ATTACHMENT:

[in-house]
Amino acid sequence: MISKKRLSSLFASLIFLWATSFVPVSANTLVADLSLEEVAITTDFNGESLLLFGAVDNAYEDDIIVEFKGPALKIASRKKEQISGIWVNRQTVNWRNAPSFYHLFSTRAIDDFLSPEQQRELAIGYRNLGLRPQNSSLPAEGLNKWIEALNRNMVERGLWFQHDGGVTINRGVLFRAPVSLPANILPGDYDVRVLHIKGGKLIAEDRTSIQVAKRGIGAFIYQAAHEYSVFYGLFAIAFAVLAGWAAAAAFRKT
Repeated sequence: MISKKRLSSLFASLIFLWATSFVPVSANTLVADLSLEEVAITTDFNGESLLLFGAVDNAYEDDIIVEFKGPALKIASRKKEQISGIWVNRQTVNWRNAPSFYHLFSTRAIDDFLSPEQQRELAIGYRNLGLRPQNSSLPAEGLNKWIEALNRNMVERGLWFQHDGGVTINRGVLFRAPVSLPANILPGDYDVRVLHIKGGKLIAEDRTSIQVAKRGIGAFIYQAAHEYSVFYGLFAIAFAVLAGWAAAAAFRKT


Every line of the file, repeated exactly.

[in-house]
Amino acid sequence: MISKKRLSSLFASLIFLWATSFVPVSANTLVADLSLEEVAITTDFNGESLLLFGAVDNAYEDDIIVEFKGPALKIASRKKEQISGIWVNRQTVNWRNAPSFYHLFSTRAIDDFLSPEQQRELAIGYRNLGLRPQNSSLPAEGLNKWIEALNRNMVERGLWFQHDGGVTINRGVLFRAPVSLPANILPGDYDVRVLHIKGGKLIAEDRTSIQVAKRGIGAFIYQAAHEYSVFYGLFAIAFAVLAGWAAAAAFRKT
Repeated sequence: MISKKRLSSLFASLIFLWATSFVPVSANTLVADLSLEEVAITTDFNGESLLLFGAVDNAYEDDIIVEFKGPALKIASRKKEQISGIWVNRQTVNWRNAPSFYHLFSTRAIDDFLSPEQQRELAIGYRNLGLRPQNSSLPAEGLNKWIEALNRNMVERGLWFQHDGGVTINRGVLFRAPVSLPANILPGDYDVRVLHIKGGKLIAEDRTSIQVAKRGIGAFIYQAAHEYSVFYGLFAIAFAVLAGWAAAAAFRKT